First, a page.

5. United States in 1963, politics, the President, the clash with Cuba, with the Soviet Union? The importance of the civil rights movement? Kennedy and Martin Luther King? Johnson inheriting the task?

6. Bryan Cranston and his performance as Johnson, the skill of the impersonation, the revelation of character? Age, Texas background, his relationship with Lady Bird – affectionate but often brusque? His daughters, having wanted a son? His reputation, his early hard life, his wife financing his campaigns, success, involvement in politics, chosen by Kennedy as his running mate? Sharing his perspective? The role of the Democratic party in the 1960s?

7. The significance of the character of Dick Russell, bold, Johnson seeing him as an uncle, mentor? His hard-line, race attitudes? His ideas on legislation? His Conservative group of Democrats? Their planning, the pressure on Johnson? In the Congress, the monster filibuster? Russell and his continued contact with Johnson, conceding, congratulating him on the election?

8. The American south of the time, the roles of the Democrats, Gov Wallace in Alabama? The governor of Mississippi? Their walking out of the 1964 Convention? The phone call to the governor of Georgia?

9. Johnson, on taking the presidency, the year before elections? The campaigns of 1964? Barry Goldwater and the Republicans? The struggle, the attitudes of the South, the Convention? Johnson handling people? His being strong, robust and even rough? Demanding on people? On his wife? And yet his physical condition, his previous heart attack, taking to his bed, touches of desperation?

10. Martin Luther King, 1963, his speech? His presence supporting Johnson, with his wife? The discussions and phone calls with Johnson? Johnson shrewd, talking on the phone as much as he wanted then hanging up? Issues of civil rights legislation, the issue of African- American voting or not? King’s personal life, the criticisms, his liaisons, Johnson tolerant of these? Hoover and the FBI, the antipathy towards King? The black discussions, Abernathy and the other leaders, the younger more revolutionary types? Politics and principles? Opportunities? Trusting in Johnson? The volunteers in Mississippi, their being murdered? The discussions, King’s visit, the speaker in protest at the funeral? The passing of the laws? King receiving the Nobel peace prize? His subsequent history? Walter, Johnson relying on him for so many years, efficient, warding off attacks, his family and six children, the shock of his arrest, Lady Bird’s reaction, Johnson seeing it as a betrayal?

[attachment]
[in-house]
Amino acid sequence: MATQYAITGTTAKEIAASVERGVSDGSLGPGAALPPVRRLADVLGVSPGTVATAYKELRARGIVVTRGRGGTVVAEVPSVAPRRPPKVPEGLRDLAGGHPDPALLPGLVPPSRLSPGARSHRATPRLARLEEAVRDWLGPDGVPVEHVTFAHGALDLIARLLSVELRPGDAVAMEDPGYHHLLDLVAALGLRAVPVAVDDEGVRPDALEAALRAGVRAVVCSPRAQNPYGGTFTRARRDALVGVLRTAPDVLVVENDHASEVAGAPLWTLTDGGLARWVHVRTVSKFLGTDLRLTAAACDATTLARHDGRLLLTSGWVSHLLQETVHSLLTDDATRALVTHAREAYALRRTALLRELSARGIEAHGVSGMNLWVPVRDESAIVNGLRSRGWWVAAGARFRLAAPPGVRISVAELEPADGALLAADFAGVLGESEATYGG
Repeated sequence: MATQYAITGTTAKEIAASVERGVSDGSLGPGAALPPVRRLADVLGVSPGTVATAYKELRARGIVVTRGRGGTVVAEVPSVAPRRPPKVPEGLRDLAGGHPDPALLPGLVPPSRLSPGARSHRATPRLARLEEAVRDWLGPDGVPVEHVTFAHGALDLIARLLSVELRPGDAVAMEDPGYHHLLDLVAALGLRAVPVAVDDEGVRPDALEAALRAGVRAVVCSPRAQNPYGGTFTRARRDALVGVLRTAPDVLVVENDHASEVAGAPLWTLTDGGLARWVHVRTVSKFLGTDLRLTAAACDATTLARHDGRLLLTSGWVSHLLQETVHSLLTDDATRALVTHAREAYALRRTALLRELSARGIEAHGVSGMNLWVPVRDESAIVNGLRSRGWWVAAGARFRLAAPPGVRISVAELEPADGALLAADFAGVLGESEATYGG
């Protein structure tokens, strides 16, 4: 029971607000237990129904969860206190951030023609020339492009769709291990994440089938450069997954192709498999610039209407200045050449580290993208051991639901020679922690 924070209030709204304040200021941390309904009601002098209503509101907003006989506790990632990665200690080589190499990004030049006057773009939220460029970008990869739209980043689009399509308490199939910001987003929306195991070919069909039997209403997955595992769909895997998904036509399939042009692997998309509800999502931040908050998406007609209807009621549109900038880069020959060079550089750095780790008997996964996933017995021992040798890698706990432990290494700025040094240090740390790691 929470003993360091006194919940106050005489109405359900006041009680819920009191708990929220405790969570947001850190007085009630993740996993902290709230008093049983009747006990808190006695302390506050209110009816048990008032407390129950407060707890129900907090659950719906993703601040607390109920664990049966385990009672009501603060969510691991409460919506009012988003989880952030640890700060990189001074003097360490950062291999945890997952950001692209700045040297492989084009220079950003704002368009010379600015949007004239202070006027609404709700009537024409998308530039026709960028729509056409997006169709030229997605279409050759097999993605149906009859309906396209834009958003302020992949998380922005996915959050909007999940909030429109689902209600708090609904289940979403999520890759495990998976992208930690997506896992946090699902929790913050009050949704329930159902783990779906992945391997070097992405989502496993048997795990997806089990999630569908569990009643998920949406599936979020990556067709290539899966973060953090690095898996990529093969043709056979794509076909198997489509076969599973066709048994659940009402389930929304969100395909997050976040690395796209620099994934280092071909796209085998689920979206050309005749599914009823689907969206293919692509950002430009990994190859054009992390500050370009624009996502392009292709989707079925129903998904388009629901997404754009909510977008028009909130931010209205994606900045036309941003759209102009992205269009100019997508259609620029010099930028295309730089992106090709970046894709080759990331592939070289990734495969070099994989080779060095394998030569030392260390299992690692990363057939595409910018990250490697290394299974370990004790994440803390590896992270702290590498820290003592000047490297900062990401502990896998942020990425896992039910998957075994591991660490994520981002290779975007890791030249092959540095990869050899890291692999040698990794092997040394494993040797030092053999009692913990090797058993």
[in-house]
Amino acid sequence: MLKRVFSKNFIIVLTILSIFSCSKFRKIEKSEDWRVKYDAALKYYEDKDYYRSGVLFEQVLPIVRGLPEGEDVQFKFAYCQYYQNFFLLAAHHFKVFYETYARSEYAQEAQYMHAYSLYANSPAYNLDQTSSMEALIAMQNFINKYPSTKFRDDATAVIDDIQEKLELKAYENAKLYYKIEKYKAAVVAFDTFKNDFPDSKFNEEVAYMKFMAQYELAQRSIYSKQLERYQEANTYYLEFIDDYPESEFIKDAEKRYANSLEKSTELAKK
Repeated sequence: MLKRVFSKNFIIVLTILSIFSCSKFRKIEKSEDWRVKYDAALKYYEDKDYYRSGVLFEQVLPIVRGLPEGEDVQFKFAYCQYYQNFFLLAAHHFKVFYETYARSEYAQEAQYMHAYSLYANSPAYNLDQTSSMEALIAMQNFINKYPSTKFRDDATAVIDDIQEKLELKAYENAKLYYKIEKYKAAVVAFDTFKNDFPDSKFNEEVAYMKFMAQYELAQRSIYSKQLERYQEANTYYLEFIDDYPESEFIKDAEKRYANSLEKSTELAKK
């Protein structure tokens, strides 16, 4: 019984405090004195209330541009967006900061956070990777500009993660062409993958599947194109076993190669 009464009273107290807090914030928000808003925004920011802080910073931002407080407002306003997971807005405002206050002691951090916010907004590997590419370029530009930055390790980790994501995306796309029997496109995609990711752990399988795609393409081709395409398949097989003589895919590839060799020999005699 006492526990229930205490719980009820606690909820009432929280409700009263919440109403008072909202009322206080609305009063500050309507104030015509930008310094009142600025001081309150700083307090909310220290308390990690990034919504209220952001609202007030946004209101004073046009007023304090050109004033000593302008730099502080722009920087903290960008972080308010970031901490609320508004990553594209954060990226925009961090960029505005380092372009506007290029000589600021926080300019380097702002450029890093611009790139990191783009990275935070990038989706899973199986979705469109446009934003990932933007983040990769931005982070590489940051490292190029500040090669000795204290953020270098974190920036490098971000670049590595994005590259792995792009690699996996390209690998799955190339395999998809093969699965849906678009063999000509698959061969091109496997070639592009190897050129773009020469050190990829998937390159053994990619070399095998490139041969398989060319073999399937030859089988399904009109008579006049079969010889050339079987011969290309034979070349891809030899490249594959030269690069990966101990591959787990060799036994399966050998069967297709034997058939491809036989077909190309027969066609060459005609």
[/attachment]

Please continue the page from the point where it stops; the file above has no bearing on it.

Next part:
11. The role of Hubert Humphrey, as a character in himself, Democrat, loyal, hard work, the butt of Johnson’s remarks? His staying? Policies, decisions, tactics? His being named as vice president and the effect on him? In view of his subsequent failure in 1968?

12. The themes of Vietnam, 1964, Robert Mc Namara, the Gulf of Tonkin, American involvement, troops, the war and the consequences for Johnson?

13. Hoover, his long history, the FBI? In himself, his prejudices, his advice to presidents, the taping of the black discussions and King? His reaction to the Nobel prize? His discussions with Johnson, Johnson and his abrupt dealing with Hoover, getting him to take responsibility?

14. The campaign, the speeches, the phone call to the Georgia governor, persuading him? His going to the Democrats, his speech about civil rights, the appeal, Johnson at his best when strong?

15. The clips of Barry Goldwater?

16. Lady Bird, her character, her patience with her husband, always supporting, a brave face, her thoughts in her own right? His philandering – and her comment that he always came home to her?

17. Lyndon Johnson winning, President? The experience, the party, talking with Dick Russell, his joy?

18. The aftermath, not continuing for the presidency, illness, death? His legacy?

Created by: malone last modification: Wednesday 06 of July, 2016 [01:37:08 UTC] by malone

Language: en